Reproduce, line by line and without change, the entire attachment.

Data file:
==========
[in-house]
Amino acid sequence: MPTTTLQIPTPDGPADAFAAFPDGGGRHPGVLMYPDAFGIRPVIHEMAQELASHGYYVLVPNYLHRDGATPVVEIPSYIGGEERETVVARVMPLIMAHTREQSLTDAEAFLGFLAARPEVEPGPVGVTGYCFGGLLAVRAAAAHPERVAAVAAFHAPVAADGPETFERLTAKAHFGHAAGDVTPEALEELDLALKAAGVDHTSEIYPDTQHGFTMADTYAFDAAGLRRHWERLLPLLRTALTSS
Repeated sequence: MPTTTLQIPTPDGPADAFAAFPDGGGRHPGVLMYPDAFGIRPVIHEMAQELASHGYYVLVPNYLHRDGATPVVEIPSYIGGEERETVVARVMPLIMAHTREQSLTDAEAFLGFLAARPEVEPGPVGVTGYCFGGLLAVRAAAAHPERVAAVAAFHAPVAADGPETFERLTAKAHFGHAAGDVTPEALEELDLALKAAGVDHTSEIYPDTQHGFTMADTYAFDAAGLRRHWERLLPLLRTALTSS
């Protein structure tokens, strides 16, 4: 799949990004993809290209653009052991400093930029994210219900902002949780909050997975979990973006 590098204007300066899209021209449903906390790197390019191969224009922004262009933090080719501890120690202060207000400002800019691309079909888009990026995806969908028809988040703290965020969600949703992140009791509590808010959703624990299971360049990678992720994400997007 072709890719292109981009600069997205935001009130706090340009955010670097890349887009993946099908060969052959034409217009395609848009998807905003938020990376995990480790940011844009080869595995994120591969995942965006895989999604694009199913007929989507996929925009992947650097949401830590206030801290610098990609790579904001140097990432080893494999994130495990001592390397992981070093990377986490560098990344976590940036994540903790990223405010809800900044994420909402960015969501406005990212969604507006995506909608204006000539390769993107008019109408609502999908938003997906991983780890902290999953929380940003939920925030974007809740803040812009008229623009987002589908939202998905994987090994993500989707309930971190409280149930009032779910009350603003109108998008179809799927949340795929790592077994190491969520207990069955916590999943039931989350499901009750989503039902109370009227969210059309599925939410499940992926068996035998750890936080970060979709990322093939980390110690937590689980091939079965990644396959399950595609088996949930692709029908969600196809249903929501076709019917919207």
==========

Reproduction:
[in-house]
Amino acid sequence: MPTTTLQIPTPDGPADAFAAFPDGGGRHPGVLMYPDAFGIRPVIHEMAQELASHGYYVLVPNYLHRDGATPVVEIPSYIGGEERETVVARVMPLIMAHTREQSLTDAEAFLGFLAARPEVEPGPVGVTGYCFGGLLAVRAAAAHPERVAAVAAFHAPVAADGPETFERLTAKAHFGHAAGDVTPEALEELDLALKAAGVDHTSEIYPDTQHGFTMADTYAFDAAGLRRHWERLLPLLRTALTSS
Repeated sequence: MPTTTLQIPTPDGPADAFAAFPDGGGRHPGVLMYPDAFGIRPVIHEMAQELASHGYYVLVPNYLHRDGATPVVEIPSYIGGEERETVVARVMPLIMAHTREQSLTDAEAFLGFLAARPEVEPGPVGVTGYCFGGLLAVRAAAAHPERVAAVAAFHAPVAADGPETFERLTAKAHFGHAAGDVTPEALEELDLALKAAGVDHTSEIYPDTQHGFTMADTYAFDAAGLRRHWERLLPLLRTALTSS
């Protein structure tokens, strides 16, 4: 799949990004993809290209653009052991400093930029994210219900902002949780909050997975979990973006 590098204007300066899209021209449903906390790197390019191969224009922004262009933090080719501890120690202060207000400002800019691309079909888009990026995806969908028809988040703290965020969600949703992140009791509590808010959703624990299971360049990678992720994400997007 072709890719292109981009600069997205935001009130706090340009955010670097890349887009993946099908060969052959034409217009395609848009998807905003938020990376995990480790940011844009080869595995994120591969995942965006895989999604694009199913007929989507996929925009992947650097949401830590206030801290610098990609790579904001140097990432080893494999994130495990001592390397992981070093990377986490560098990344976590940036994540903790990223405010809800900044994420909402960015969501406005990212969604507006995506909608204006000539390769993107008019109408609502999908938003997906991983780890902290999953929380940003939920925030974007809740803040812009008229623009987002589908939202998905994987090994993500989707309930971190409280149930009032779910009350603003109108998008179809799927949340795929790592077994190491969520207990069955916590999943039931989350499901009750989503039902109370009227969210059309599925939410499940992926068996035998750890936080970060979709990322093939980390110690937590689980091939079965990644396959399950595609088996949930692709029908969600196809249903929501076709019917919207």